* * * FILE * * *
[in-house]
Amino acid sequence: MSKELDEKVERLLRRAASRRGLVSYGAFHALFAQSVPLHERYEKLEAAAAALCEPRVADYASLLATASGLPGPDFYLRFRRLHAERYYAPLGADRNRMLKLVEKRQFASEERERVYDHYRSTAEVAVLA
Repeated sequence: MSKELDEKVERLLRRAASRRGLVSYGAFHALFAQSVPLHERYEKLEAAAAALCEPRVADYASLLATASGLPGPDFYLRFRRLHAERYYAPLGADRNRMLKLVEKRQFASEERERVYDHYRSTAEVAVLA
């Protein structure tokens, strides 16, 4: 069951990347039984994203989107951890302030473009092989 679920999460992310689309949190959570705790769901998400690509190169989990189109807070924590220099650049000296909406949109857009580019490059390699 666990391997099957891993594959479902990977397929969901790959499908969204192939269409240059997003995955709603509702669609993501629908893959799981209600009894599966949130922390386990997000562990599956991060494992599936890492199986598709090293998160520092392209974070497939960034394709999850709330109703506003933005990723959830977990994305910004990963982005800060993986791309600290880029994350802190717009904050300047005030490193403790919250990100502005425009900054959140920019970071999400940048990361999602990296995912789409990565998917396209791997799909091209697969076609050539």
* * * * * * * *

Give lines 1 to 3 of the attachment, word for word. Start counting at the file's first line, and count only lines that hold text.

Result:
[in-house]
Amino acid sequence: MSKELDEKVERLLRRAASRRGLVSYGAFHALFAQSVPLHERYEKLEAAAAALCEPRVADYASLLATASGLPGPDFYLRFRRLHAERYYAPLGADRNRMLKLVEKRQFASEERERVYDHYRSTAEVAVLA
Repeated sequence: MSKELDEKVERLLRRAASRRGLVSYGAFHALFAQSVPLHERYEKLEAAAAALCEPRVADYASLLATASGLPGPDFYLRFRRLHAERYYAPLGADRNRMLKLVEKRQFASEERERVYDHYRSTAEVAVLA